Chapter 7, 11 And 13 Bankruptcy

Depending on your situation, there are different kinds of bankruptcy that might apply to you. You might file a liquidation bankruptcy (Chapter 7) or a planned bankruptcy (Chapter 11 or Chapter 13). Below are some of the key points about these types of bankruptcy. The attorneys at Wampler & Souder, LLC, can also discuss these with you in a free consultation.

Choosing Chapter 7 Bankruptcy

Also known as liquidation bankruptcy, this bankruptcy gets rid of all dischargeable debt. The vast majority of all debt is dischargeable. However, bankruptcy does not necessarily get rid of liens on houses and cars. Thus, sometimes secured debt payments have to be made such as house and car payments if you want to keep that property.

Otherwise, as long as you can exempt your property, you can keep it. The vast majority of people filing a liquidation bankruptcy can keep all their property.

Choosing Chapter 11 Or Chapter 13 Bankruptcy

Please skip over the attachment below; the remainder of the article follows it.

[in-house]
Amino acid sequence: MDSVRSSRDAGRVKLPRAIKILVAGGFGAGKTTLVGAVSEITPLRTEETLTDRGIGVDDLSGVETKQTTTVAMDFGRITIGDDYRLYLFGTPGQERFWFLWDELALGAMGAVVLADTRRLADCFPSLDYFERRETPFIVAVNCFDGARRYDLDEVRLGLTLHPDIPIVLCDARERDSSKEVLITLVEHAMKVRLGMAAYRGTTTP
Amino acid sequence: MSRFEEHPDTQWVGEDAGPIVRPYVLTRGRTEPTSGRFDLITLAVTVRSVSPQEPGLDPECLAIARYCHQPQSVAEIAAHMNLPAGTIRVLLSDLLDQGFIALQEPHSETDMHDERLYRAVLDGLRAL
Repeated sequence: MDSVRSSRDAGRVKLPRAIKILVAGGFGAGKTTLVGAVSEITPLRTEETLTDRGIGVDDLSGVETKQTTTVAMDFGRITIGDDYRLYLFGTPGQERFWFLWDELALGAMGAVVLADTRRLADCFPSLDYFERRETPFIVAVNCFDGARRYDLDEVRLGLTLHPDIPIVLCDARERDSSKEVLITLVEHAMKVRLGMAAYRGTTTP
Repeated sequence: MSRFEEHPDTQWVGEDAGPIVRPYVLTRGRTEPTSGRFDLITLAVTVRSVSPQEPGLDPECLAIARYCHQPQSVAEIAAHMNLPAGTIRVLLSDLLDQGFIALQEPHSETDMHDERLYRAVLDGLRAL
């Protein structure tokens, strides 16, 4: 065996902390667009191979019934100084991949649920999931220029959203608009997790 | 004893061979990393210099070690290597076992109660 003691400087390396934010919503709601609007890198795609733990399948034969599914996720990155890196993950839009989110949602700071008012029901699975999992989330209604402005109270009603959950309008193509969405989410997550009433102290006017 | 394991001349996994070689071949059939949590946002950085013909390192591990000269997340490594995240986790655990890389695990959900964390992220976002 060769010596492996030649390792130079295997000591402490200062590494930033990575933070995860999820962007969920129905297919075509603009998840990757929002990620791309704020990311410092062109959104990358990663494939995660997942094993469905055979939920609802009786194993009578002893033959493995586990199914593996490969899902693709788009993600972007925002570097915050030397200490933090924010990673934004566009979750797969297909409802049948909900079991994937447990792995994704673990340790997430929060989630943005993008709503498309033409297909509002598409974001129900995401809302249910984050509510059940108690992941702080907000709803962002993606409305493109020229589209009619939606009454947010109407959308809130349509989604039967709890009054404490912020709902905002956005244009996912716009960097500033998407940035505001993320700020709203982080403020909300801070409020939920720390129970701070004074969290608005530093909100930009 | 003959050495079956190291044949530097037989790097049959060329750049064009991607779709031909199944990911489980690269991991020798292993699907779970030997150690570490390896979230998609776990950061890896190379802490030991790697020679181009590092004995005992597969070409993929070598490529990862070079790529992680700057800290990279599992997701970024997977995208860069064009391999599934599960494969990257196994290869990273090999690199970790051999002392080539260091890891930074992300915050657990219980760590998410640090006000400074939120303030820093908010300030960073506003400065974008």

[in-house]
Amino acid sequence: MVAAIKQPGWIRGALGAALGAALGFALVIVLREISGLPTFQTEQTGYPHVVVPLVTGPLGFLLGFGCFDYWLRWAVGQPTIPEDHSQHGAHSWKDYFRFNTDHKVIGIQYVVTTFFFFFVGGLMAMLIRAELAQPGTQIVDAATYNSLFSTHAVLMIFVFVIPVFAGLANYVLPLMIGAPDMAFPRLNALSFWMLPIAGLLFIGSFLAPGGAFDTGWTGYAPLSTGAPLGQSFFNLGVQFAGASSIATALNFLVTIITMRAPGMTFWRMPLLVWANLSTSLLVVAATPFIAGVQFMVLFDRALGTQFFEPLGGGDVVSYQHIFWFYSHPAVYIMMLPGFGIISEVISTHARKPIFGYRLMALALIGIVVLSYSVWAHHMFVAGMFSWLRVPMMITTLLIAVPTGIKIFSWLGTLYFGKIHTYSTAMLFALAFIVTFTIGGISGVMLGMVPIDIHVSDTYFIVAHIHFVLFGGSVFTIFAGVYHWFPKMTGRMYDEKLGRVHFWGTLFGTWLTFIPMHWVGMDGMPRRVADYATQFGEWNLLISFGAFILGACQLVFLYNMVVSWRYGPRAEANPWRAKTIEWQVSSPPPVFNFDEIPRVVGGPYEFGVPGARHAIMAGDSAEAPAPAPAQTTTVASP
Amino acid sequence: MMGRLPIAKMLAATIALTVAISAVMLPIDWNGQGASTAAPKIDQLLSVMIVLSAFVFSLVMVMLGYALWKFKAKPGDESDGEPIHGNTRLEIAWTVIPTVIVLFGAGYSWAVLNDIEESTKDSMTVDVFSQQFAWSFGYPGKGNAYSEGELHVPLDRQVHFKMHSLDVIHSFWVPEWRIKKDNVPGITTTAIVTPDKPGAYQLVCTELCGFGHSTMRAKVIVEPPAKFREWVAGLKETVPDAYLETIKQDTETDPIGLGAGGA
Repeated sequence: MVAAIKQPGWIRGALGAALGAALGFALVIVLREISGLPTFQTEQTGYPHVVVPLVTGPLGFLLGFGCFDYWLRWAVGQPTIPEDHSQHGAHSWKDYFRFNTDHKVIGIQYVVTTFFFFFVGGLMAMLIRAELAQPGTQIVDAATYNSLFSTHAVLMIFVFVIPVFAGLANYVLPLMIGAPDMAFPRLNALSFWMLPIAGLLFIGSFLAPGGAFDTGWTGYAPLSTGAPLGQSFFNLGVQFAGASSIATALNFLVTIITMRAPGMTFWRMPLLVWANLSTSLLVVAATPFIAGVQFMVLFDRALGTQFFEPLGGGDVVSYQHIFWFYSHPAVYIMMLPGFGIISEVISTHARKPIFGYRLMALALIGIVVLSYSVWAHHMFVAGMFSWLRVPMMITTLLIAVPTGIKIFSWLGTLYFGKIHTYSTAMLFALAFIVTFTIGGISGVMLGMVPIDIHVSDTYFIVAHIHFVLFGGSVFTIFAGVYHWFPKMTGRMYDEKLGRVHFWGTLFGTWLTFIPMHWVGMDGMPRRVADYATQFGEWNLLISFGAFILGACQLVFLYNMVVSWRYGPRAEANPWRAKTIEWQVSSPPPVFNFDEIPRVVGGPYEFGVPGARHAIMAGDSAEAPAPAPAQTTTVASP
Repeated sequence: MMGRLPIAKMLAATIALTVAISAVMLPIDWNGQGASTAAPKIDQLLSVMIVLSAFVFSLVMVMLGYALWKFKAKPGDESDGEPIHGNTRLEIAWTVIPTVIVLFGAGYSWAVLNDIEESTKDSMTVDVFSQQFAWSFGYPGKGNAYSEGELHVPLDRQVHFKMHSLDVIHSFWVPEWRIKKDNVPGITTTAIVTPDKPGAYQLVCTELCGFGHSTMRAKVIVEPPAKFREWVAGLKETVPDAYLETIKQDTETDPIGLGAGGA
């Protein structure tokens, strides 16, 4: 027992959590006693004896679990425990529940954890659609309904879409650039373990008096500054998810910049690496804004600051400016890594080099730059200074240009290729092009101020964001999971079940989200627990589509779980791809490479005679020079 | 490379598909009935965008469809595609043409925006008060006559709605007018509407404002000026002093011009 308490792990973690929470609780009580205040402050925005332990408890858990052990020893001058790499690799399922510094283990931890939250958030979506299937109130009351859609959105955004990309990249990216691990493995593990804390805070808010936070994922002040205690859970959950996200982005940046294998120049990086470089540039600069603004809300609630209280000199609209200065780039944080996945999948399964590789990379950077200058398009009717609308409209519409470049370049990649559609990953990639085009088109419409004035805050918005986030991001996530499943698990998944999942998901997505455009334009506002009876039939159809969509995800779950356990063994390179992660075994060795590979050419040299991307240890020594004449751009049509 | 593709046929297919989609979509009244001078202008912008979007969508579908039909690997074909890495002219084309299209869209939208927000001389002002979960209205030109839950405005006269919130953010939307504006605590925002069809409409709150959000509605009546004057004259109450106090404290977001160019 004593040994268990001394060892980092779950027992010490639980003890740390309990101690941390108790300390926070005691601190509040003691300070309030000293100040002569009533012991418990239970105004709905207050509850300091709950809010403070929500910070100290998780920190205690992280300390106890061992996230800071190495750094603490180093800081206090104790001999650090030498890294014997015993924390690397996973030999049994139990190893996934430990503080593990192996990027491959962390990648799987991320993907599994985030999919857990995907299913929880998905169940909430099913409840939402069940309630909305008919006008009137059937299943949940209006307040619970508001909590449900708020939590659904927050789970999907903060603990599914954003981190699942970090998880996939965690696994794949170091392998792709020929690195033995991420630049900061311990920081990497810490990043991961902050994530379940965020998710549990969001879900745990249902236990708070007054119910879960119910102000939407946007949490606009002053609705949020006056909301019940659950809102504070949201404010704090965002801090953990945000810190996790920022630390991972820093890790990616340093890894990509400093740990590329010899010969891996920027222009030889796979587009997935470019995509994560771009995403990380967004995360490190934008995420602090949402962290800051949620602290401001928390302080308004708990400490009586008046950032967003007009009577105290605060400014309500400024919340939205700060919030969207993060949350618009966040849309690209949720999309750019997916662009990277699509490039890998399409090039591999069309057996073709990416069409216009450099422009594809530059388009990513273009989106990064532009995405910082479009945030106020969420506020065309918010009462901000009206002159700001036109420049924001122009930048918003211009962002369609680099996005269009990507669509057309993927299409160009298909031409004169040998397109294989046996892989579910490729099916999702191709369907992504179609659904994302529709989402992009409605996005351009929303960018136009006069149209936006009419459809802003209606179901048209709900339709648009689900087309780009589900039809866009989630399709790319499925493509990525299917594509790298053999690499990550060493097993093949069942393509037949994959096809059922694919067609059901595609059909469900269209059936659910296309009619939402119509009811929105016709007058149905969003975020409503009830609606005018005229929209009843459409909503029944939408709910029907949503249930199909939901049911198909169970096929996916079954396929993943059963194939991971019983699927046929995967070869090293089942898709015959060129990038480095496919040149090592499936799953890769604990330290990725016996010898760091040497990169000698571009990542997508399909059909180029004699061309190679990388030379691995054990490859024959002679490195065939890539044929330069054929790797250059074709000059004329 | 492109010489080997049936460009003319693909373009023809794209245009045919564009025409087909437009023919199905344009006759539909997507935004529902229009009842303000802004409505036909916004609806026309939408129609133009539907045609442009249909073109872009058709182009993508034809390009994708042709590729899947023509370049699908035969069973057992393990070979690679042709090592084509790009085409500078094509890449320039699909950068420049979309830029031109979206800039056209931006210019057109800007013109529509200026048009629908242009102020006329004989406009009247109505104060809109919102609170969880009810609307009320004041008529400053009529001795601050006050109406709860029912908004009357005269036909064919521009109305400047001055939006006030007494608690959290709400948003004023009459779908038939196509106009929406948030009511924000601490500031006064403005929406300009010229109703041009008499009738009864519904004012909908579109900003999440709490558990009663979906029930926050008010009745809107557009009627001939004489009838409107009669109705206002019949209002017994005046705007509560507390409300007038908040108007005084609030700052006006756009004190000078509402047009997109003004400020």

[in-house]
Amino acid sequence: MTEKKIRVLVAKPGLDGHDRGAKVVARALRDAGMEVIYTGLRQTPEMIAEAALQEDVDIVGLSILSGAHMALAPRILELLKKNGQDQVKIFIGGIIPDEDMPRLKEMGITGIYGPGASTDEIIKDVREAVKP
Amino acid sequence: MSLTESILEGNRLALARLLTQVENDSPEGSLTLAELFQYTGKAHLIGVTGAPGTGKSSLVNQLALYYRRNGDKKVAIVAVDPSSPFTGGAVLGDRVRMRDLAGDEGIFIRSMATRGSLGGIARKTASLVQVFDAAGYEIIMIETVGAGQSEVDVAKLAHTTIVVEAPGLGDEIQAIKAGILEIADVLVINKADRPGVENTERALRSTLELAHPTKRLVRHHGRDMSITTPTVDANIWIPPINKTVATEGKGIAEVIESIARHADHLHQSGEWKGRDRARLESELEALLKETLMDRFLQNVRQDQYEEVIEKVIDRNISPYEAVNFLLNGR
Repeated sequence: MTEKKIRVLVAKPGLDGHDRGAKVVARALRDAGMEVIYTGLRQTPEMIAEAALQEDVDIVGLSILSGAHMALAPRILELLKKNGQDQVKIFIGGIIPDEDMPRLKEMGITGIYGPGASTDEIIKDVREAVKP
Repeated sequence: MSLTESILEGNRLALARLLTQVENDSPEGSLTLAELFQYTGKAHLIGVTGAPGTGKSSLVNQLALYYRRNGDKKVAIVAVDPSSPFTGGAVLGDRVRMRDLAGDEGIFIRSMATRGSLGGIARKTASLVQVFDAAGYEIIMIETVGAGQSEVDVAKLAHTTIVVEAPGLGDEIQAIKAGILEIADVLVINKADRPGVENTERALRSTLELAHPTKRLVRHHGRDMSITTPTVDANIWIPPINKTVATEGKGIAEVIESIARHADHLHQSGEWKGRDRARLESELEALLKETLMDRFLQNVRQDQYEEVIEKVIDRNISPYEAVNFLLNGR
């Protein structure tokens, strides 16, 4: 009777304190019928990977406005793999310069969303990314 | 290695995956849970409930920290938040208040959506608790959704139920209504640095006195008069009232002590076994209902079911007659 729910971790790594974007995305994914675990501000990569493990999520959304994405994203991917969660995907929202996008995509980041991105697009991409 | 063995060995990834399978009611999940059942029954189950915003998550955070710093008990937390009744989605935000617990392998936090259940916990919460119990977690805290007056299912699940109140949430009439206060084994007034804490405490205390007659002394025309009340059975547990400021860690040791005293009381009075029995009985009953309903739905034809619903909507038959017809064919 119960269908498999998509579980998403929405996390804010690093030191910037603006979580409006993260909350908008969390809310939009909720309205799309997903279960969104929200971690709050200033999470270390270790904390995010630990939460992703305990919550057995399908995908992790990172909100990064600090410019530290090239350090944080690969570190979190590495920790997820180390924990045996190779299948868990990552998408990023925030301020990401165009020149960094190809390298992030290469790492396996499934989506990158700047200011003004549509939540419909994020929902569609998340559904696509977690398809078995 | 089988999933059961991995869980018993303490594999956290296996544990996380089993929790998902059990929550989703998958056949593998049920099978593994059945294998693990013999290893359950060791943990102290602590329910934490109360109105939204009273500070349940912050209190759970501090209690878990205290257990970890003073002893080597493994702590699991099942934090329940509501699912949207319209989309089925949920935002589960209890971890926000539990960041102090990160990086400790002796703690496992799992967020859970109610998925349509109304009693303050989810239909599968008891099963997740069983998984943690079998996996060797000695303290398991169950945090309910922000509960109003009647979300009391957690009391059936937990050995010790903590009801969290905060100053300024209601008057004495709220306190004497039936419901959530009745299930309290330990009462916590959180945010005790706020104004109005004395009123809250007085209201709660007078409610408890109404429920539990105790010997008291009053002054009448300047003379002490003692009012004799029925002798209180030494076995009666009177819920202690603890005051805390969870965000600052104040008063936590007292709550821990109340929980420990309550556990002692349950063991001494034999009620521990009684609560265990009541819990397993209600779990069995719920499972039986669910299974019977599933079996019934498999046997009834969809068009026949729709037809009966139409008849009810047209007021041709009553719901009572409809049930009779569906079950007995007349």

Sometimes called a planned bankruptcy, this type of bankruptcy is filed in order to permit some or all debt to be repaid through a plan — a written document proposing the amount and frequency of payment.

Chapter 13 bankruptcies and Chapter 11 bankruptcies are examples of planned bankruptcies. People may file this type of bankruptcy for a number of reasons. A few of these include:

  • To catch up on car payments, house payments, or other secured debt
  • To eliminate liens created by second, third or fourth mortgages
  • To get rid of or discharge some debts that cannot be discharged in Chapter 7 or liquidation case
  • Because income exceeds expenses
  • Because income exceeds means testing thresholds (amounts set by law)
  • Because the value of property exceeds exemptions

Contact Us Today For A No-Risk Consultation

Contact Wampler & Souder, LLC, for more information and a free bankruptcy consultation with a lawyer. Call us at 301-732-7675 or email us your contact information to get started.

We are a debt relief agency. We help people file for bankruptcy relief under the Bankruptcy Code.